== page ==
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29 Environmental Degradation and Biodiversity Loss in Bangladesh

Authors: Mohammad Atiqur Rahman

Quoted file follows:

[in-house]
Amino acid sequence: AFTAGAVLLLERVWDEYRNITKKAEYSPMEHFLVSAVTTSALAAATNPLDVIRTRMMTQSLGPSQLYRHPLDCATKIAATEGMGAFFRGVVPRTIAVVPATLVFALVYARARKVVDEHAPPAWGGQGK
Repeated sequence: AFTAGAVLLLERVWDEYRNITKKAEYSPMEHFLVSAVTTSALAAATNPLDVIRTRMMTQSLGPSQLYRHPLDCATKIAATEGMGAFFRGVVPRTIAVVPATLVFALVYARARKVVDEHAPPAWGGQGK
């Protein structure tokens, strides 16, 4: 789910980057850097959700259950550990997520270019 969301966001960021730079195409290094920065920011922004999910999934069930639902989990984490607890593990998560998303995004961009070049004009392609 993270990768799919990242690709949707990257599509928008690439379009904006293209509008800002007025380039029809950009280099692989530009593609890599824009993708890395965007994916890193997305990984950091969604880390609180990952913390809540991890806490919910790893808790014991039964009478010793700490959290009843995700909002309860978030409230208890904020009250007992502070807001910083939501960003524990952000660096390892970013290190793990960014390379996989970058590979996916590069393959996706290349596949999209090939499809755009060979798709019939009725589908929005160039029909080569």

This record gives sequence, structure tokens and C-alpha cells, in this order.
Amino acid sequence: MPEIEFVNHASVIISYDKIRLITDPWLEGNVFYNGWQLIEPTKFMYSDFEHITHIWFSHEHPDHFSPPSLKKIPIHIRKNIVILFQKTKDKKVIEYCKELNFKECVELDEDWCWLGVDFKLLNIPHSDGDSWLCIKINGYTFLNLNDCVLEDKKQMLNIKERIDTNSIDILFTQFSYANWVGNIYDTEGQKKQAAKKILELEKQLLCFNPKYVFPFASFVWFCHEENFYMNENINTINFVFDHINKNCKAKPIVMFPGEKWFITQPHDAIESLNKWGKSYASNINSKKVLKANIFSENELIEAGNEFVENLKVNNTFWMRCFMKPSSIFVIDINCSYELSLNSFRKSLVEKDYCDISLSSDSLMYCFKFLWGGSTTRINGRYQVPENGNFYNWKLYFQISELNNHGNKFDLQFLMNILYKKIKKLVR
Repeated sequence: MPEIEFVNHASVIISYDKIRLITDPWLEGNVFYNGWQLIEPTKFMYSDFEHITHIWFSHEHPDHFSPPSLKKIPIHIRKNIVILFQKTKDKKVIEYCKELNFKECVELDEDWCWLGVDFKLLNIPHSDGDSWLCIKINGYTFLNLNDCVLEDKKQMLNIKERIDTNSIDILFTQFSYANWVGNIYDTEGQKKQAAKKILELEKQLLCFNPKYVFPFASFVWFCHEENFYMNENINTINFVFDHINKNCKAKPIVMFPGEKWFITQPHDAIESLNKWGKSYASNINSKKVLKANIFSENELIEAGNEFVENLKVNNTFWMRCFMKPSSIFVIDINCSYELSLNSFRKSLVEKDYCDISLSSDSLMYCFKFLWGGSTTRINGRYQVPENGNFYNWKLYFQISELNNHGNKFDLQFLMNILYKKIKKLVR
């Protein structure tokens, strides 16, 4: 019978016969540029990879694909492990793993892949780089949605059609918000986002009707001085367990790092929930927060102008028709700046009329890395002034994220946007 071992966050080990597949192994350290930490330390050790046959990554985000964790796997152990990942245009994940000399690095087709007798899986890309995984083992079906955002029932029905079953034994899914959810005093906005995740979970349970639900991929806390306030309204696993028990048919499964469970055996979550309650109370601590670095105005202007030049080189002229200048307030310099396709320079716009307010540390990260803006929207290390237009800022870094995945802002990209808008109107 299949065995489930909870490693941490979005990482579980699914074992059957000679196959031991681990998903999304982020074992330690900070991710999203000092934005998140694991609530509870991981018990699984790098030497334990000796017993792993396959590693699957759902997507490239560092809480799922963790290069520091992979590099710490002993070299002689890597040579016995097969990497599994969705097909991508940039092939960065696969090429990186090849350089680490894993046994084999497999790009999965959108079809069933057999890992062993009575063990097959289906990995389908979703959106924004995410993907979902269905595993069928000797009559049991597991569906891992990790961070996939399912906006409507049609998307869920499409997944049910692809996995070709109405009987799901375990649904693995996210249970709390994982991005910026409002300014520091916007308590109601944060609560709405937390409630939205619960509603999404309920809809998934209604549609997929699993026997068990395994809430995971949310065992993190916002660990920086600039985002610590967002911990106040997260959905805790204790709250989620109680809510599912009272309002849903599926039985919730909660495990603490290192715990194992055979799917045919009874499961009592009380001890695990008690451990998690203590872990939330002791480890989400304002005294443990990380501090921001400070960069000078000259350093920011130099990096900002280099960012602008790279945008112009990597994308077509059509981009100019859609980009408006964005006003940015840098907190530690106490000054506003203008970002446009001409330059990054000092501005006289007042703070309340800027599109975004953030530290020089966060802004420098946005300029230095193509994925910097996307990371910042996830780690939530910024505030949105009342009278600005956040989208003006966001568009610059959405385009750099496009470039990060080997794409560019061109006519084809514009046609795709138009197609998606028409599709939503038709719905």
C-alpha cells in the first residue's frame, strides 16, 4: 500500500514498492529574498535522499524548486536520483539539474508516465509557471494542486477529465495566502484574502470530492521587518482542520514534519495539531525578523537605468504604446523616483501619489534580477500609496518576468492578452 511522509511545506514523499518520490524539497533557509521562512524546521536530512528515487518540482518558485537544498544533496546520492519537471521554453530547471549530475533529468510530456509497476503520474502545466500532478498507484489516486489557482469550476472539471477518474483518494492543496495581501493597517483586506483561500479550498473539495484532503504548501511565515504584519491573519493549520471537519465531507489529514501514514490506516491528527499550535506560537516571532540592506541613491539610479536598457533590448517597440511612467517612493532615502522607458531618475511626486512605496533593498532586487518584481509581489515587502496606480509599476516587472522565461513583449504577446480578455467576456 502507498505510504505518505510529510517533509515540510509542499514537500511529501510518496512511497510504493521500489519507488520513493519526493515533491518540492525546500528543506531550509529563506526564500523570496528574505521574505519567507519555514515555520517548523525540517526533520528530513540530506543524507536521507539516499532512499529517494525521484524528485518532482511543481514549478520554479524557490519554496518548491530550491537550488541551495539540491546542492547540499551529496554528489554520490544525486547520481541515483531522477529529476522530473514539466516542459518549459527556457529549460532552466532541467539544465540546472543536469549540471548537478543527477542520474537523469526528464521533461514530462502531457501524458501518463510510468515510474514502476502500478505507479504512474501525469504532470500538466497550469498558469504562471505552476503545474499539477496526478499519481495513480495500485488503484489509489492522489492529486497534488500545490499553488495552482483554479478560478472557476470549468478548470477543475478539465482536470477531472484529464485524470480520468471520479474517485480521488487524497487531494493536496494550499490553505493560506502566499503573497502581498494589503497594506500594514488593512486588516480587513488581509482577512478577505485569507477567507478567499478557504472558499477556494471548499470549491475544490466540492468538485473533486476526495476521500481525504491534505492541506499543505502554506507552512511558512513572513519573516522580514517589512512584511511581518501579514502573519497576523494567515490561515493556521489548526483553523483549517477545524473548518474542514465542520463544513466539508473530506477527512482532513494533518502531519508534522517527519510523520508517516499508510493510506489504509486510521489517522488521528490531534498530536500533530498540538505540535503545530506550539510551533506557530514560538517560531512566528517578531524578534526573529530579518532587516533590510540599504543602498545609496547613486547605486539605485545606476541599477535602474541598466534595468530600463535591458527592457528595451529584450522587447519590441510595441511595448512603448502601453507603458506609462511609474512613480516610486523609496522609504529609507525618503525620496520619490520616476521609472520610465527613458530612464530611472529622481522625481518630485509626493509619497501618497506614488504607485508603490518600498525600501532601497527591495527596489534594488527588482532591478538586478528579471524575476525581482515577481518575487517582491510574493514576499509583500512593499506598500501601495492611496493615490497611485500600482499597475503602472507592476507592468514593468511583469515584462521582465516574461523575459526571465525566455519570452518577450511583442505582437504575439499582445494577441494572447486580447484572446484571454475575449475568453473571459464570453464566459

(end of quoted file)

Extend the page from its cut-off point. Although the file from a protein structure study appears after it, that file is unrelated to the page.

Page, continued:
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The study aimed at inventorying the threatened biodiversity of Bangladesh and assessing the rate of loss of biodiversity caused due to environmental degradation for conservation management. The impact assessment of environmental depletion and rate of biodiversity loss determination have been made by a long term field investigation, examination of preserved herbarium specimens and survey of relevant floristic literature following the IUCN’s threatened criteria of assessing Red List Plants under the Flora Bangladesh Project. Biodiversity of Bangladesh, as evaluated, has been affected to a large extent during the last four and half decades due to spontaneous environmental degradation caused by frequent occurrence of cyclonic storms and tidal bores since 1970 and flooding, draught, unilateral diversion of trans-boundary waters by operating Farakka Barrage since 1975, indiscriminate destruction and over exploitation of natural resources, unplanned development and industrialization, overpopulation etc. Depletion of world’s largest mangrove biodiversity in Sundarbans, coastal and island biodiversity in southern part, agro-biodiversity and agro-fisheries all over the country, Haor and wetland biodiversity of plain lands, terrestrial and forest biodiversity in central and eastern hilly part of Bangladesh, as assessed, have greatly been occurred at a higher rate due to environmental degradation which in turn affect directly or indirectly the economy, food security and environmental health of the country. Complete inventory of 30 plant families resulted in the recognition of 45.18% species of Bangladesh as threatened environmentally and 13.23% species as possibly extinct from the flora since these have neither been reported or could be traced in the field for more than 100 years. The rate of extinction is determined to be 2.65% per 20 years. Hence the study indicates that the loss of biodiversity and environmental degradation in Bangladesh occurring at an alarming rate. The study focuses on the issues of environment, the extent of loss of different plant biodiversities in Bangladesh, prioritizing and implementing national conservation strategies for sustainable management of the environment.